Here's my experience with Moen cartridges: they're guaranteed! I call 1-800 BUY MOEN, and they send replacements for free! Indeed, the old cartridges can get really "concreted" in place with mineralization of hard water. You can 1.) use the white plastic "tool" provided with new cartridge to help ROTATE in place, the cartridge using a crescent wrench--to loosen the cartridge for then pulling it out with plyers on the stem or 2.) use the expensive metal tool (like a wheel puller) to PULL the cartridge straight out. I'm not sure why all the talk of "damaging" the brass valve body--other than to clean it out with very light sanding or brushing--if its "mineralized."
    It seems like the OP is most worried about the crimped pex connection, and whether he can turn out the brass male adapter. Do it--if the brass turns and the bright metal sleeve doesn't. The brass threads appear to be well doped or taped.
    rick in Alaska
  • stephen11962
    stephen11962 Member Posts: 40
    BillyO I am not sure I understand. All I can see is the male brass fitting and the silver part of the pex fitting. I can rotate the brass fitting a bit and the silver part does not move. This could be a feature of this assembly, allowing the pex tubing to be connected to the valve body - AND, 12 years later, to allow disconnecting the domestic supply pex tubing from the valve body. That would allow me to change the valve body not creating a new leak (that would take a real plumber who won't come on July 4th weekend!)

    psb75 The white plastic 'tool' self destructed in trying to extract the old and in the process of extracting it I did manage to mar the surrounding brass. (I have learned after the fact how to safely extract the cartridge - spilled milk.) I have a new valve body coming from Georgia and I worry about the capability of the brass/pex connection.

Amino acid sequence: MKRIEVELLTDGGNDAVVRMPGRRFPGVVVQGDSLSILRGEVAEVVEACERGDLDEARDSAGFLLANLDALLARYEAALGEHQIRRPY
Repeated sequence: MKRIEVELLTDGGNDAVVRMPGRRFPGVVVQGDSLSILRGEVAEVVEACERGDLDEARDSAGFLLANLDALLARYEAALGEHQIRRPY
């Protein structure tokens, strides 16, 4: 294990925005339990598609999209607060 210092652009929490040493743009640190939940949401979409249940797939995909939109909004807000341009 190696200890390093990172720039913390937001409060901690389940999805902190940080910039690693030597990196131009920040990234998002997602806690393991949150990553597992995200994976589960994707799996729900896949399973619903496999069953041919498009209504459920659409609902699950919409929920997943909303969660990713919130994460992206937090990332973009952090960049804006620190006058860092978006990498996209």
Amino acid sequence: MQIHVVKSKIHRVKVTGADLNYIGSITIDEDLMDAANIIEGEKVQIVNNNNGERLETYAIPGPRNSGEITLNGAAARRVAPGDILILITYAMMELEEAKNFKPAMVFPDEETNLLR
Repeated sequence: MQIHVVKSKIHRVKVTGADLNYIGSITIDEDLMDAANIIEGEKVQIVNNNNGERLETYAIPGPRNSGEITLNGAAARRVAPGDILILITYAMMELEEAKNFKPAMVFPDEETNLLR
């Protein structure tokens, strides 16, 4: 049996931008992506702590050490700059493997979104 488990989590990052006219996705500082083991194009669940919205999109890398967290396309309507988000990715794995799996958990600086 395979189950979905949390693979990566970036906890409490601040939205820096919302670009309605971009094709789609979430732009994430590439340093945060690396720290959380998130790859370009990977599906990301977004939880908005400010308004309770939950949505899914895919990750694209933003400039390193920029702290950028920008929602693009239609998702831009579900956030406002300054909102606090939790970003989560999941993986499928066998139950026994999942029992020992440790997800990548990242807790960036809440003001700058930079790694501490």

This is becoming a sorry novel.
  • psb75
    psb75 Member Posts: 639
    So...you are now doing an entire shower valve replacement.
    Should be possible. I think the 3 brass male adaptors will turn out and not harm the pex connections.
    BillyO
  • GW
    GW Member Posts: 4,592
    I never struggled with cartridges until a few years ago I had to take one out in pieces, at one of my rental units. Must be some water science stuff happening
    Gary Wilson
    Wilson Services, Inc
    Northampton, MA
    [email protected]
  • 347
    347 Member Posts: 135
    Maybe try using heat to melt the cartridge., its worked for me a few times
  • stephen11962
    stephen11962 Member Posts: 40
    I would now like to relieve all, most, some, of any anxiety and announce that I have finally solved all problems related to my original post:
    In removing the cartridge I did manage to mess up the valve body. The existing valve body was no longer manufactured. Somehow, I was directed to get the 2590 Posi-Temp valve with stops. Bad choice! that valve body is much larger and would not fit the space vacated by the old valve. Got the 2510 which is also larger (had a fourth port, a tub outlet). That I managed to install but required a lot of swearing. I turned the water on, no leaks from the connections or the cartridge.

    Finally, as a public announcement I want to advise all those of a certain age to get the new shingles vaccine (shingrex) - 2 injections. I am now 80 years of age, had shingles, 7 years ago, in my right ear and suffer a whole list of afflictions, the worst of which is vestibular dysfunction causing dizziness when moving my head. You do not want to risk this!

    Not the least, thanks to all who tried to lead me out of this mess.

    Stephen

    JUGHNE
  • SlamDunk
    SlamDunk Member Posts: 1,368
    Well done! My wife was diagnosed with vestibular dysfunction last Friday. Hopefully PT will help her. The dizziness is not fun. I feel bad for calling her a dizzy broad now.